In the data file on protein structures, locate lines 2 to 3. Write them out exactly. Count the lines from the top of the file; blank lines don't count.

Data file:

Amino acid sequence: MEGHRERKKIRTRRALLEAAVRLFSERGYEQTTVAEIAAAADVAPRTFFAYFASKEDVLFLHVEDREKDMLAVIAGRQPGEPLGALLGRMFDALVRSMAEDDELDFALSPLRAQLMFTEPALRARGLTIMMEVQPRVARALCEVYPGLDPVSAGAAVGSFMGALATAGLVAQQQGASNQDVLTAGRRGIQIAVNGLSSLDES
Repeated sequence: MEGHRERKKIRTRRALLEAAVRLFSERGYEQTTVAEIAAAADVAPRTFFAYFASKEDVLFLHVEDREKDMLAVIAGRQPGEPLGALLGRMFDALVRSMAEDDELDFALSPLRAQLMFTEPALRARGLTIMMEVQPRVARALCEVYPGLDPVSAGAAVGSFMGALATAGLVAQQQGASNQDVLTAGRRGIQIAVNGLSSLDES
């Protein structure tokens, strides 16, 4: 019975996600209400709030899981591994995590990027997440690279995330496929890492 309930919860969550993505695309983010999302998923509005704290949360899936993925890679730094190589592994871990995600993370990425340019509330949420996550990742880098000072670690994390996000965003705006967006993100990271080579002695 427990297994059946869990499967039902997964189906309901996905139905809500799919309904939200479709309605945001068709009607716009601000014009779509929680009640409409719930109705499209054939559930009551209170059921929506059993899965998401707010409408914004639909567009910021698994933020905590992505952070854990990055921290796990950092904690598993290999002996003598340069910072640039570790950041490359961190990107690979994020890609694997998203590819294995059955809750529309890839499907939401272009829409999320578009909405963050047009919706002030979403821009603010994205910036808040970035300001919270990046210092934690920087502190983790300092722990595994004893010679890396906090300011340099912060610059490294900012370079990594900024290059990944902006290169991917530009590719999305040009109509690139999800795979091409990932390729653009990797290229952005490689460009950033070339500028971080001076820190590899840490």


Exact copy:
Repeated sequence: MEGHRERKKIRTRRALLEAAVRLFSERGYEQTTVAEIAAAADVAPRTFFAYFASKEDVLFLHVEDREKDMLAVIAGRQPGEPLGALLGRMFDALVRSMAEDDELDFALSPLRAQLMFTEPALRARGLTIMMEVQPRVARALCEVYPGLDPVSAGAAVGSFMGALATAGLVAQQQGASNQDVLTAGRRGIQIAVNGLSSLDES
């Protein structure tokens, strides 16, 4: 019975996600209400709030899981591994995590990027997440690279995330496929890492 309930919860969550993505695309983010999302998923509005704290949360899936993925890679730094190589592994871990995600993370990425340019509330949420996550990742880098000072670690994390996000965003705006967006993100990271080579002695 427990297994059946869990499967039902997964189906309901996905139905809500799919309904939200479709309605945001068709009607716009601000014009779509929680009640409409719930109705499209054939559930009551209170059921929506059993899965998401707010409408914004639909567009910021698994933020905590992505952070854990990055921290796990950092904690598993290999002996003598340069910072640039570790950041490359961190990107690979994020890609694997998203590819294995059955809750529309890839499907939401272009829409999320578009909405963050047009919706002030979403821009603010994205910036808040970035300001919270990046210092934690920087502190983790300092722990595994004893010679890396906090300011340099912060610059490294900012370079990594900024290059990944902006290169991917530009590719999305040009109509690139999800795979091409990932390729653009990797290229952005490689460009950033070339500028971080001076820190590899840490």